Trump claimed we will not be doing nation-building, while talking about supporting and empowering the current Afghan government until it can stand on its own two feet. If this isn’t nation building, what is? He also spoke of Afghan self-determination, yet a country is not governing itself if its government is an American puppet regime that will fall the moment American forces withdraw from the country. Again, a contradiction in Trump’s very own words last night.
The President repeatedly declared we will win without ever explaining what exactly winning entails. Is it a stable government in Kabul with complete control over every inch of Afghan territory, something that has seldom happened in Afghan history over the last several decades? Is it the death of every single person deemed an enemy combatant along with untold more civilians?
This line of propaganda was in keeping with the vision he painted of American wars overseas, “In every generation, we have faced down evil and we have always prevailed.” Again, his own comments about us not winning wars anymore contradicted this. But I’d rather leave it to John Cleese’s Archie in A Fish Called Wanda taunting Kevin Kline’s Otto: “Winners like North Vietnam!… I’m telling ya, baby, they kicked a little ass there. Boy, they whooped your hide real good!” Seriously, for a moment of levity in this horror show, re-watch that scene.
We all know that the story of America’s post-WWII adventures is not a story of winning, despite the cognitive dissonance that may create for Trump supporters and neoconservatives across the two party system.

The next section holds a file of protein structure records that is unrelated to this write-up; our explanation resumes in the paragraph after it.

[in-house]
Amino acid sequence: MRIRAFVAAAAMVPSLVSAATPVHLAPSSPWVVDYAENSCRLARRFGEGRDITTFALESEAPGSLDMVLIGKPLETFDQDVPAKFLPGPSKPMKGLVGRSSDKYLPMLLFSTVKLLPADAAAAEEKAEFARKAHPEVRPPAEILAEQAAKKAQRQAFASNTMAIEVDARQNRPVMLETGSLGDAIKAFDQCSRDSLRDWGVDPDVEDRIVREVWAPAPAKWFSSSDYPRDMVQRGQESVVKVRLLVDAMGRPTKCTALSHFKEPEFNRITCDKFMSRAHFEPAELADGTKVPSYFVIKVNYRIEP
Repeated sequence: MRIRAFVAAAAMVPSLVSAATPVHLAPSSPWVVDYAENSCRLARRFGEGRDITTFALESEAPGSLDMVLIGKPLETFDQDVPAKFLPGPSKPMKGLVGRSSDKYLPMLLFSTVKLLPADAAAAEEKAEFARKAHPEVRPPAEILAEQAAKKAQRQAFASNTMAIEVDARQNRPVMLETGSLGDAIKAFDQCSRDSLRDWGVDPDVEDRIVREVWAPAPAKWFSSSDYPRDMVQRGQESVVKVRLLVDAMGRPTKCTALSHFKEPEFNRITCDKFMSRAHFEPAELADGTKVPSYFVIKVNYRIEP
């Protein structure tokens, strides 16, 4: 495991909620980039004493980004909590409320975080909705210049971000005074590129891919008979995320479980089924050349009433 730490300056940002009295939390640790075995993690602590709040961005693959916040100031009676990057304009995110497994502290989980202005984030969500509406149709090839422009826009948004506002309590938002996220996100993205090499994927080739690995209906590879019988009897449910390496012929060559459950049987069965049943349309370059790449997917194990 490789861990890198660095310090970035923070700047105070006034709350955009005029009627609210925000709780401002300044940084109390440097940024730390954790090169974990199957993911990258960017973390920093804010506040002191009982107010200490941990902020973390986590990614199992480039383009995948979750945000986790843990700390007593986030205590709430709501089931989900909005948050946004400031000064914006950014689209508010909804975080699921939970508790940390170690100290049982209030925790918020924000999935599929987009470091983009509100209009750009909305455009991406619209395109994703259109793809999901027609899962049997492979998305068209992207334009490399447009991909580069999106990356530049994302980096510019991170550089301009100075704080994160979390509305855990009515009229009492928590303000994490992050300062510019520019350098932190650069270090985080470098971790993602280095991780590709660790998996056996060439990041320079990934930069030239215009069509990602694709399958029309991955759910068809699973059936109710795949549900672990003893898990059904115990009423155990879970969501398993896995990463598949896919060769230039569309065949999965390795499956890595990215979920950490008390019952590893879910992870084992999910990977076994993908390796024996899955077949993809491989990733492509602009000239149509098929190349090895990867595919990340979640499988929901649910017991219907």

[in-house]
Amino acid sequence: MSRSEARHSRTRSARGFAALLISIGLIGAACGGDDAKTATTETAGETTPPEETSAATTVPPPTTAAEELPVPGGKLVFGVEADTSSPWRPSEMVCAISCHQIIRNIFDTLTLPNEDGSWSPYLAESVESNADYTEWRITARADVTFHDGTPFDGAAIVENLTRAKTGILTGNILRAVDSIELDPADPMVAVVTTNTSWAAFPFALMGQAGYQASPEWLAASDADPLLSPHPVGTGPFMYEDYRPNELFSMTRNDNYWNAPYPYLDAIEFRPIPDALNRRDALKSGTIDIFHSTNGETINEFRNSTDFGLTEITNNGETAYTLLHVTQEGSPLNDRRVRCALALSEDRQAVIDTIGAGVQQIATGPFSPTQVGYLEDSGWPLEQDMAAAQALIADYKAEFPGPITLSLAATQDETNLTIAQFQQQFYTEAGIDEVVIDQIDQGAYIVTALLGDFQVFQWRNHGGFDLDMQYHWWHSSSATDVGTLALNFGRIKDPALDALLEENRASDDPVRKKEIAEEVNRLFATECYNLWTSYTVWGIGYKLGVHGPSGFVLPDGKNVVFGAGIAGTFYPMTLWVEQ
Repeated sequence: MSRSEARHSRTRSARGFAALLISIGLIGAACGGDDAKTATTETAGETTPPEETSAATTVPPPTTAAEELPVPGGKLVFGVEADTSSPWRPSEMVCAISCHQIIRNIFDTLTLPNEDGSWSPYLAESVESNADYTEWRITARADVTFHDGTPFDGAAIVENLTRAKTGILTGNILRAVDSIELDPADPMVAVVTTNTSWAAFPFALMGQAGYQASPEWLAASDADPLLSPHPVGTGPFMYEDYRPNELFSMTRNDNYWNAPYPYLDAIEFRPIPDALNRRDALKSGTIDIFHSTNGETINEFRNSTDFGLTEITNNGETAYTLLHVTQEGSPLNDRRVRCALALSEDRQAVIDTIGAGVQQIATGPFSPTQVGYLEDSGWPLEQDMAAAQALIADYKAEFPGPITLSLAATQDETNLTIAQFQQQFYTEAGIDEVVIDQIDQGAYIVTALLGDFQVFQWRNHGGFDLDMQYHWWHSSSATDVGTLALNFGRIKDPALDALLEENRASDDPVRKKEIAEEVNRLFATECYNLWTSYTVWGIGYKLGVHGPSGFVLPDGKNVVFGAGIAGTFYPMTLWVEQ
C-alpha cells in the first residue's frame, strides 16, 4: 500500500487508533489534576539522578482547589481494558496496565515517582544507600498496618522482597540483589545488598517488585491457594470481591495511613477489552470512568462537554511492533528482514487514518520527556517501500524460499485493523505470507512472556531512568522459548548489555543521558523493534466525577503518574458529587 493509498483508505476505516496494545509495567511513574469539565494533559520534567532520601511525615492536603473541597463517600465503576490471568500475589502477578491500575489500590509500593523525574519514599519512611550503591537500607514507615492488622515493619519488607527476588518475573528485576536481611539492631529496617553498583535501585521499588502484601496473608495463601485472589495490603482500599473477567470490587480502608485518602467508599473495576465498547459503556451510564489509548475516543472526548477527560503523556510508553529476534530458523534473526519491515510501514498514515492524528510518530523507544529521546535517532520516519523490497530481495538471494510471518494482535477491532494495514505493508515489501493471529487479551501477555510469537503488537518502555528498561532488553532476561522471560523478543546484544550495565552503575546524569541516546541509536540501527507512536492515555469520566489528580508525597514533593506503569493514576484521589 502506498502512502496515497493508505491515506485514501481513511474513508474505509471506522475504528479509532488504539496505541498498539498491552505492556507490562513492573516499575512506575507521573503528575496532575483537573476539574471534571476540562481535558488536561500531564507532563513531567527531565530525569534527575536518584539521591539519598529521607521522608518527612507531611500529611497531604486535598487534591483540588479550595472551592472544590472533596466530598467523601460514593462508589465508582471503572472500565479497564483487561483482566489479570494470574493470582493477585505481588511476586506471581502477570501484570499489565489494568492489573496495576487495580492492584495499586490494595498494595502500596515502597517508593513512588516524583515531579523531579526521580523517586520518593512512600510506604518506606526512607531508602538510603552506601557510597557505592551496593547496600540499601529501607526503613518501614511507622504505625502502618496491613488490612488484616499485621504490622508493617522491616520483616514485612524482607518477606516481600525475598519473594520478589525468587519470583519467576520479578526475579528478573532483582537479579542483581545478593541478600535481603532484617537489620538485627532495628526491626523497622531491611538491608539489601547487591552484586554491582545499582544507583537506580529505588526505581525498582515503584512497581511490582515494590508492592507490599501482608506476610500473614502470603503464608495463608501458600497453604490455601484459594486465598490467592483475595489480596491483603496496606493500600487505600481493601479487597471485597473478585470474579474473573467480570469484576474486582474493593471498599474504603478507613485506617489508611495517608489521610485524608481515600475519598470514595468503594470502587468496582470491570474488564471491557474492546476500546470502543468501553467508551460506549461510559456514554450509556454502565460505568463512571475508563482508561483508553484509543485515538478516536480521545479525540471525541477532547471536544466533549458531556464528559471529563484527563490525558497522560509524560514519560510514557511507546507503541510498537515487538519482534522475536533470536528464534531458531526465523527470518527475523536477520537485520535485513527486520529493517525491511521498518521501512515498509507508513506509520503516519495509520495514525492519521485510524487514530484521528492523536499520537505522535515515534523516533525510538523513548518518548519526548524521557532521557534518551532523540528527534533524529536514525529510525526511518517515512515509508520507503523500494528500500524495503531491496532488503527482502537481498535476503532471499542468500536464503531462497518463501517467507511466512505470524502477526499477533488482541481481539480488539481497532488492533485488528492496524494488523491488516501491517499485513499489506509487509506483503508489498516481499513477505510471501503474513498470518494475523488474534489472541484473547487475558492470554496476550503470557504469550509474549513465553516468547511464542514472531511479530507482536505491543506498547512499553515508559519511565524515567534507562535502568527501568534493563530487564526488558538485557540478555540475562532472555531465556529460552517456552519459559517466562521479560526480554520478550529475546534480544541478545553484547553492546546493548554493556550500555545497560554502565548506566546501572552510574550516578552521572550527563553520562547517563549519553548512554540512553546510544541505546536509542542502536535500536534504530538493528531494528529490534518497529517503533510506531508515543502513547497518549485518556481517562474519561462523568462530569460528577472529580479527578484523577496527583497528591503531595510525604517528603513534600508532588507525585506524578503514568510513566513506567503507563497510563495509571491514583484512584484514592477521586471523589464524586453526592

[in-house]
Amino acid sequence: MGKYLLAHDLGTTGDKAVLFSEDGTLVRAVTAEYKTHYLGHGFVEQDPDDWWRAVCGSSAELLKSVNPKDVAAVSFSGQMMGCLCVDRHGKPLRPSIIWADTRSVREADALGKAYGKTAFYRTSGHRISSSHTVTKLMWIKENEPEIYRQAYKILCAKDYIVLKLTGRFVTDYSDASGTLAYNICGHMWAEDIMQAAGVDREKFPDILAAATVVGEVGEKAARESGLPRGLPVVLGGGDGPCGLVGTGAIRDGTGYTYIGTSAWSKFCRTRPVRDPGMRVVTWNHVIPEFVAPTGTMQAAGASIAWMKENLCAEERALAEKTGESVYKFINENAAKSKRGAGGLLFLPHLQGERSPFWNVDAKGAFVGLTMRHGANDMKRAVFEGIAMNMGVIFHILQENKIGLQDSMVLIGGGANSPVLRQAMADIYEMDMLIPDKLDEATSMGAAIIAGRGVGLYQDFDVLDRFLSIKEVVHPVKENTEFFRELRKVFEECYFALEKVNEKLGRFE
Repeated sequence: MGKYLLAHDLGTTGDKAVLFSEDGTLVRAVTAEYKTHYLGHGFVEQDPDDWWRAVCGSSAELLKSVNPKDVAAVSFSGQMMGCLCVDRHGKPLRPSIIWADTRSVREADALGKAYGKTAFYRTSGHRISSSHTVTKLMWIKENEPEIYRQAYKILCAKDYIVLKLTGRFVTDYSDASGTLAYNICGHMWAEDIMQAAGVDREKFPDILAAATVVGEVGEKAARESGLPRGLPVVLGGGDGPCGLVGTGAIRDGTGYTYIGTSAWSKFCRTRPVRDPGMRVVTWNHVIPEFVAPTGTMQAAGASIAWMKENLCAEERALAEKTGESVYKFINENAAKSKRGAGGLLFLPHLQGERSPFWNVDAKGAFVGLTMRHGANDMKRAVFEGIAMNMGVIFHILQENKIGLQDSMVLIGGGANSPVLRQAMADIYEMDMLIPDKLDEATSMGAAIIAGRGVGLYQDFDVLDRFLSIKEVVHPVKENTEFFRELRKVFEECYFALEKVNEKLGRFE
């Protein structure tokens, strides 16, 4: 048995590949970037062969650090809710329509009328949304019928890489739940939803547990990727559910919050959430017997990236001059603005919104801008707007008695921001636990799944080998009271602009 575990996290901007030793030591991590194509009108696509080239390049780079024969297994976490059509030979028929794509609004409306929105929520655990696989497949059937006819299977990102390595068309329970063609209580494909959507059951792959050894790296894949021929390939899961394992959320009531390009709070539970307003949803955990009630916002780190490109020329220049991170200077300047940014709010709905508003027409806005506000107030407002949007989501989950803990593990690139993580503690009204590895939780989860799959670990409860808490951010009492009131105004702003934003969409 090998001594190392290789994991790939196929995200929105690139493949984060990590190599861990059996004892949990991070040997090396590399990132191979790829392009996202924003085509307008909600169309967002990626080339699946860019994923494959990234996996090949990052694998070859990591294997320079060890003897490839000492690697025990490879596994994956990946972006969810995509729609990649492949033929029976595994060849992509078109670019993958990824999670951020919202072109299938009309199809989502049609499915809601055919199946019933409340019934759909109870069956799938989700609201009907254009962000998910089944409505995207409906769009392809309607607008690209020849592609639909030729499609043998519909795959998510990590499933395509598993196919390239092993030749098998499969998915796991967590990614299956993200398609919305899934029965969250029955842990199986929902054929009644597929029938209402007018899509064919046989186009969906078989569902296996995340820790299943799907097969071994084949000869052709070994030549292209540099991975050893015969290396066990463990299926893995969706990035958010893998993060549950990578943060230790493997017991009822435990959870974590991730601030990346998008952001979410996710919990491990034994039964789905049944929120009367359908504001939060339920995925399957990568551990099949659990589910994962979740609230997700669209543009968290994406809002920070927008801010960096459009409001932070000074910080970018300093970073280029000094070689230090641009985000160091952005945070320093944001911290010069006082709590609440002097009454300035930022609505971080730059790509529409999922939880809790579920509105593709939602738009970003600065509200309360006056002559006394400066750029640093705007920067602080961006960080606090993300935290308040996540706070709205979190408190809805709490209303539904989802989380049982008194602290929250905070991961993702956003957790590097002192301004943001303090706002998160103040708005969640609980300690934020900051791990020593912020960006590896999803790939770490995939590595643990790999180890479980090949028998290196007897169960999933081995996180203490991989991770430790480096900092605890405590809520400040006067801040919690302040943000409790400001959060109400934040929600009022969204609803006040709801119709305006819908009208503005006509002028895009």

Also built into this Trumpaganda is the assumption of American lives being more valuable than non-Americans and American soldiers being more righteous than any others. I have no intention to demean or insult our troops, but engaging this fundamental untruth perpetuates the belief that we’re right in our wars because our troops are so amazing we can’t be wrong. But are American soldiers any braver than the Spartans who fought at Thermopylae, the French and British who died at Verdun or the Russians who sacrificed everything to hold onto Stalingrad? He went on to speak of Arlington as the most sacred ground in the world. Arlington is our national cemetery and holds powerful meaning for all Americans, but it is not somehow a greater cemetery than across Europe where many great men and women, including Americans, are buried and memorialized. And let us not forget the untold number of unmarked graves around the world where the victims of American imperialism lie, their suffering and deaths forever erased by a history written by the “winners.”